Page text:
Here’s a batch of fresh news and announcements from across Imperial.
From a spacecraft encounter with a comet’s tail, to new ways to recycle harmful molecules, here is some quick-read news from across the College.
The Solar Orbiter spacecraft, with Imperial kit on board, was due to serendipitously fly through the twin tails of Comet ATLAS this year. Unfortunately, the comet disintegrated before Solar Orbiter reached it, but the spacecraft was still able to pick up some interesting signals, which are now being analysed.
Imperial’s Dr Lorenzo Matteini said: “During the encounter, several instruments saw signatures of electromagnetic waves, which are likely generated by the interaction of ions coming from comet ATLAS with the solar wind. All this is very exciting and also a beautiful example of the kind of high-quality fortuitous science we can do with Solar Orbiter."
The latest updates from the mission include more details about the ‘campfires’ and coronal holes observed on the Sun, and the recording of a coronal mass ejection in April, which all provide more detail on the solar wind and space weather.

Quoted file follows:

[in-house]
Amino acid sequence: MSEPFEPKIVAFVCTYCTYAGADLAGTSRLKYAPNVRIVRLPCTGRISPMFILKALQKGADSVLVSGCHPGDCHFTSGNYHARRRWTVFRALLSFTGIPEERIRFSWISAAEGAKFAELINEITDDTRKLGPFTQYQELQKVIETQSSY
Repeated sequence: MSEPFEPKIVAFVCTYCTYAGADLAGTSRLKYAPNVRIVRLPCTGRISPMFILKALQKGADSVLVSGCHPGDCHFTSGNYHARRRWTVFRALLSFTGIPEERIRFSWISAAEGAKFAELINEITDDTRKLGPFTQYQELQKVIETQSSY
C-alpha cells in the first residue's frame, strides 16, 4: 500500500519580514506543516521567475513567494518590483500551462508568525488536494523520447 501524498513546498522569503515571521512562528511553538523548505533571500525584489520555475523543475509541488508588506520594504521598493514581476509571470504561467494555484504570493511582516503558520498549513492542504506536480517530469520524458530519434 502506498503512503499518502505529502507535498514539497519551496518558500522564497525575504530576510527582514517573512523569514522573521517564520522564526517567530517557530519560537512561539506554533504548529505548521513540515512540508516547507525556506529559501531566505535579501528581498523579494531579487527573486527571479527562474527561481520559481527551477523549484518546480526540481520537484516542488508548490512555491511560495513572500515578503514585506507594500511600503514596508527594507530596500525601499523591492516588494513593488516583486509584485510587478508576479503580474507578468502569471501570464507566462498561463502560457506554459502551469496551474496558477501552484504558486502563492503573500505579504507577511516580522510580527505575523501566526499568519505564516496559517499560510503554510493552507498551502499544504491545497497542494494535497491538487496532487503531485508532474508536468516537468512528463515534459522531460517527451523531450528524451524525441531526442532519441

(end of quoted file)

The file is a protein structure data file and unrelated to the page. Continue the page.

Read more on the European Space Agency website.
Two members of staff from Imperial’s Faculty of Natural Sciences safety team have published a book on health and safety in higher education.
Edited by Olga Kuzmina, Faculty Safety Manager, and Stefan Hoyle, Head of Health & Safety, the book is a collection of "best practices" from experienced safety professionals, academics and researchers. It has contributions from 34 authors at universities and commercial research sites in the UK, US and Europe.
The book also features other colleagues from Imperial:
- Diane Thomason, Trisha Brown and Heather Combe on managing safety in medical education
- Surrinder Johal and Ana Pedrero-Llamas on the translation of safety from university research to spin-outs
- Julia Cotton on getting the best from audits and inspections.
Challenges for Health and Safety in Higher Education and Research Organisations is now available from RSC Publishers.
Fighting fluorine contamination
Fluorine-containing molecules are used in many applications, including as refrigerants in the automotive sector and for non-stick coatings like Teflon, as well as in agrochemicals and drug discovery. However, nearly all fluorine-containing molecules on our planet are synthetic and single use, and often end up contaminating the atmosphere and water.
Dr Crimmin will work on new approaches using catalysts to encourage reactions that would release the fluorine content from these molecules, allowing it to be re-used in new molecules and materials.
Read more the on European Research Council website.
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